Transmission of the Virus
From the (US) Center for Disease Control information page on rabies:
People usually get rabies from the bite of a rabid animal. It is also
possible, but quite rare, that people may get rabies if infectious
material from a rabid animal, such as saliva, gets directly into their
eyes, nose, mouth, or a wound.
Scratches, abrasions, open wounds, or mucous membranes contaminated
with saliva or other potentially infectious material (such as brain
tissue) from a rabid animal constitute non-bite exposures.
Occasionally reports of non-bite exposure are such that postexposure
prophylaxis is given.
Inhalation of aerosolized rabies virus is also a potential non-bite
route of exposure, but except for laboratory workers, most people
won't encounter an aerosol of rabies virus.
Other contact, such as petting a rabid animal or contact with the
blood, urine or feces of a rabid animal, does not constitute an
So, no, contact with bat feces won't cause your cat to get rabies.
Risks to Indoor Cats
There are still risks for an indoor only cat. Cornell's Feline Health Center has an article (written from the point of view of a cat).
Rabid animals don't behave like normal animals - sometimes they're
overly friendly or abnormally aggressive. We've heard stories about
rabid raccoons breaking through screens and coming indoors, and it's
quite common for bats, which have a high incidence of rabies, to find
their way indoors. There's nothing that I like better than chasing a
bird or bat around the house, and I'll bet that most of my feline
brethren would agree. Bats can enter homes or apartments through small
There's also always the chance, however small, that an indoor-only cat
might sneak outdoors through an open window or door. Some of us become
frightened and escape when we're carried outdoors for, say, trips to
the vet hospital, and I've heard about cats whose cars have been
involved in accidents that left them suddenly free (cat carriers will
prevent most of these accidental escapes).
Rabies is a Serious Disease
The article from Cornell's Feline Health Center continues:
Bite wounds treated by a physician are typically reported to the
health department, which may then request proof of rabies vaccination.
If the owner can't provide this proof, once again there may be
repercussions for both owner and kitty, including a fine for having an
unvaccinated animal; a recommendation that the cat be euthanized and
tested for rabies, especially if the cat was ill; or a period of
quarantine, for the cat. These penalties may seem overly severe, but
remember that once the signs appear, there is no effective treatment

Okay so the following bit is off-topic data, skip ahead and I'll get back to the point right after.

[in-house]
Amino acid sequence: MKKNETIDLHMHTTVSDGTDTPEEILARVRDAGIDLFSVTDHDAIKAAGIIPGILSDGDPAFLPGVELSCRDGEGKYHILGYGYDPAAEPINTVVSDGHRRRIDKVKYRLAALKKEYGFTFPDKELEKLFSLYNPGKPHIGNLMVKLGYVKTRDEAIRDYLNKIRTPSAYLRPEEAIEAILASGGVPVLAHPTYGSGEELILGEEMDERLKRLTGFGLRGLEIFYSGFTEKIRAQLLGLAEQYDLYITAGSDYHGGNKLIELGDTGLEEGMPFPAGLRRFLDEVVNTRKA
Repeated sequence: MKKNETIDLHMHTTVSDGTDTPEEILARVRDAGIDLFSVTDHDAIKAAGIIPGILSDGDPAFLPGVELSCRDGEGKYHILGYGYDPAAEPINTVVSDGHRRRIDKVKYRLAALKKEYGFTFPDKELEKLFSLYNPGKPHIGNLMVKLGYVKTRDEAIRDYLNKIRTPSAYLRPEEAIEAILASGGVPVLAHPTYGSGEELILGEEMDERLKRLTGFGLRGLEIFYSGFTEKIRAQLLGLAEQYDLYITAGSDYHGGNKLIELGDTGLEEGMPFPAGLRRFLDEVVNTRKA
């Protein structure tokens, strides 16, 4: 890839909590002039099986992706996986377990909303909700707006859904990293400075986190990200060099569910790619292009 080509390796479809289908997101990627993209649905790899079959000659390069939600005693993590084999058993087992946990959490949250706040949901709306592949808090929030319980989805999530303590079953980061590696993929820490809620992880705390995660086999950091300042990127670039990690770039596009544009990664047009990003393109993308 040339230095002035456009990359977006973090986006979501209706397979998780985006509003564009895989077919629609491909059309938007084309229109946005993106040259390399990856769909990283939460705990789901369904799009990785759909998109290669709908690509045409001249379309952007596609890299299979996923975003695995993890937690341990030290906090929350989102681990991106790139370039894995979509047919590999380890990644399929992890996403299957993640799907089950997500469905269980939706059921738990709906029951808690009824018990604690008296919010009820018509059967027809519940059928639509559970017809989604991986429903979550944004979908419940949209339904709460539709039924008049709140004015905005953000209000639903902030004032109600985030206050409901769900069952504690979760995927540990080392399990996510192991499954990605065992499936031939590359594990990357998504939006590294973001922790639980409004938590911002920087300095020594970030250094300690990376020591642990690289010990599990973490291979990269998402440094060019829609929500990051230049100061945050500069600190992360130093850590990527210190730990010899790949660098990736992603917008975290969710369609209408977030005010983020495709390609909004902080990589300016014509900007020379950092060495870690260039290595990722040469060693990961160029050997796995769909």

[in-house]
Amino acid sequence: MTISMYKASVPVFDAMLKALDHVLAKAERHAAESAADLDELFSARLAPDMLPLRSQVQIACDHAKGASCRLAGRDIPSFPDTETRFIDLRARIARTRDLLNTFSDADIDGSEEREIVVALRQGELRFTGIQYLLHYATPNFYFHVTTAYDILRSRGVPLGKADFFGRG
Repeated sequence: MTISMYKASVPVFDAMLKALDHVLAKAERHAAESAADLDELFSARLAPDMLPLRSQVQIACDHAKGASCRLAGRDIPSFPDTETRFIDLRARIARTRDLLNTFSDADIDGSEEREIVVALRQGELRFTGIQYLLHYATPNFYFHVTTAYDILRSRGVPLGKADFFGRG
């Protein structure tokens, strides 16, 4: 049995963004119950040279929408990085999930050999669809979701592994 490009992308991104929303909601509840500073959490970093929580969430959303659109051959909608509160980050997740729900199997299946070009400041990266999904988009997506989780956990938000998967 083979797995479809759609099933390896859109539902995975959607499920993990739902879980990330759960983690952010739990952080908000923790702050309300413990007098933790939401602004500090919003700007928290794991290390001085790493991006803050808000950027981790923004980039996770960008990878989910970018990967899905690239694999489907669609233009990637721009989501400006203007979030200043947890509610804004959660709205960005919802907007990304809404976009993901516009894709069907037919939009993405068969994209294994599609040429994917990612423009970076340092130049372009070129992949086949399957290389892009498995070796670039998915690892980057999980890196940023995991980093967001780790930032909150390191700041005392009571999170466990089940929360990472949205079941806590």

The danger we hear about most often in conjunction with vaccines is sarcoma (ie. cancer). Lisa A Pearson writes:
These are highly invasive, aggressive/malignant cancerous tumors that
are often fatal within months of appearing.
They are most commonly associated with vaccine adjuvants but can also
form at the site of any injection that causes local inflammation.
That said, even though injected substances other than adjuvants can
cause sarcomas, these tumors were relatively rare prior to the advent
Adjuvants are substances that are added to vaccines to purposely cause
inflammation at the vaccine site in order to alert the immune system
to its presence. They are used with killed vaccines to stimulate a
more robust immune response.
Do not assume that your veterinarian uses non-adjuvanted vaccines.
ASK - before allowing any vaccine to be injected into your cat.
Please note: NO vaccine (adjuvanted or non-adjuvanted) is to be given
in the scruff area under any circumstance. They are to be given as low
on a limb as possible. This is to allow for limb amputation if a VAS
In 1997, the AVMA (American Veterinary Medical Association) came out
with the strong recommendation to never use the scruff area for
Dr. Pearson also discusses higher incidence of kidney failure among cats who have been vaccinated.
The viruses used to make vaccines need to be grown in what is called a
"cell culture". The cells used to make the FVRCP vaccine are feline
(cat) kidney cells.
When these kidney cells are injected into the cat (along with the
vaccine), his immune systems views them as foreign and makes
antibodies against them. Unfortunately, those antibodies do not know
the difference between the injected kidney cells and his own kidney
tissue resulting in a potential autoimmune 'attack' on his kidneys.
('Auto' means 'self''.)
Other possible side affects that she discusses include allergies (both life threatening anaphylactic and milder allergies), Vomiting, diarrhea, lethargy, fever, anorexia, lameness, neurologic abnormalities, local swelling and soreness at vaccine site.
These are difficult issues that a cat owner must weigh. If a vaccine is legally required, the best you can do is make sure it is non-adjuvanted and injected as low in the leg as possible.